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Stephen Adamo, Matthew Cain, Stephen Mitroff; An individual differences approach to multiple-target search errors: Errors correlate with attentional deficits. Journal of Vision 2015;15(12):1372. doi: 10.1167/15.12.1372.
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Multiple-target visual searches, where more than one target can be present within a single search array, are especially error-prone such that a second target is more likely to be missed after a first target has been detected. This is a serious concern for many critical searches (e.g., radiology, baggage screening) and also raises interesting theoretical questions. Increasingly, evidence supports a resource depletion account of these errors—a first target consumes attentional resources leaving less available to process additional targets. The current study tested this account by comparing 60 participants’ multiple-target search performance to two other attention-demanding tasks: attentional blink (AB) and vigilance. The multiple-target search task had 1 or 2 targets per trial intermixed with distractors, and participants clicked on each target they found. The AB task presented two targets (letters) 100–800ms apart in a rapid serial visual presentation (RSVP) stream of distractors (numbers), and participants reported which targets they saw. The vigilance task presented targets (the letter O) in a RSVP stream with distractors (forward or backwards letter Ds) on top of a noise mask, and participants were to indicate every time the target appeared. Second target accuracy in the multiple-target search task significantly correlated with (1) a measure of how long it took second target accuracy in an AB task to recover from the blink, and (2) sensitivity (d') in the vigilance task. Participants who took longer to recover from an AB and who were less vigilant had more second-target misses in a multiple-target search task. Taken together, these results support a resource depletion account of multiple-target search errors in that they highlight an attentional underpinning; errors in AB and vigilance tasks are believed to reflect a deficit in attentional resources and the magnitude of these deficits significantly related to the magnitude of the multiple-target search errors.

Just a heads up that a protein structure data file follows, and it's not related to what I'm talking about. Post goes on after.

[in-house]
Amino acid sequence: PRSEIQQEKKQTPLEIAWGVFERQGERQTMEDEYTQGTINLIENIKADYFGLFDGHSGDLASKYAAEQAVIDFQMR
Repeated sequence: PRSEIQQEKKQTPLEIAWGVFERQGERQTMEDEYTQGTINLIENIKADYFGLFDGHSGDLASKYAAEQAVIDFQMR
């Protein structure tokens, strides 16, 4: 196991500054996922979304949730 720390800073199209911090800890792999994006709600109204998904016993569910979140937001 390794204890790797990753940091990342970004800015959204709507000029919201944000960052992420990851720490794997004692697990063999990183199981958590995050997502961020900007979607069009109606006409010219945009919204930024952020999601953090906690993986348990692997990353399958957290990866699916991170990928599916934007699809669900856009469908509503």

Meeting abstract presented at VSS 2015
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